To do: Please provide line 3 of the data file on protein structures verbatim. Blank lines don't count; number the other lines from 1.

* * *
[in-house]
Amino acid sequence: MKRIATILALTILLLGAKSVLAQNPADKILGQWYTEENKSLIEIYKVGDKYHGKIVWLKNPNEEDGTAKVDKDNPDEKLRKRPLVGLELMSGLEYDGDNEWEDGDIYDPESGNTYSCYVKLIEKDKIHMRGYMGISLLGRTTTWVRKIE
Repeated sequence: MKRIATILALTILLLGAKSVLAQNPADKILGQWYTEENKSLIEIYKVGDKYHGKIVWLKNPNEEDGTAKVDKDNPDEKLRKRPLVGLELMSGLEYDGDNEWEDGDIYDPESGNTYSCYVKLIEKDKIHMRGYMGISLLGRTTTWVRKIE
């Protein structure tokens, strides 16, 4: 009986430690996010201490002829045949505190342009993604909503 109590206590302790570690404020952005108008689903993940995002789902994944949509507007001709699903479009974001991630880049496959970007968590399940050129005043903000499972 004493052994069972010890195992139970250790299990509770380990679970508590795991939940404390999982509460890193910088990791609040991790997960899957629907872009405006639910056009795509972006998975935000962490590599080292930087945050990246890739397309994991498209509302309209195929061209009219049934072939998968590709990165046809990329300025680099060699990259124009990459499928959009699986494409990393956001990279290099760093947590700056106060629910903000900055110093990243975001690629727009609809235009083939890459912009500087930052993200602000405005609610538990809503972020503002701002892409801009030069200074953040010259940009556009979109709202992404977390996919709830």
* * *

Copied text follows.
Repeated sequence: MKRIATILALTILLLGAKSVLAQNPADKILGQWYTEENKSLIEIYKVGDKYHGKIVWLKNPNEEDGTAKVDKDNPDEKLRKRPLVGLELMSGLEYDGDNEWEDGDIYDPESGNTYSCYVKLIEKDKIHMRGYMGISLLGRTTTWVRKIE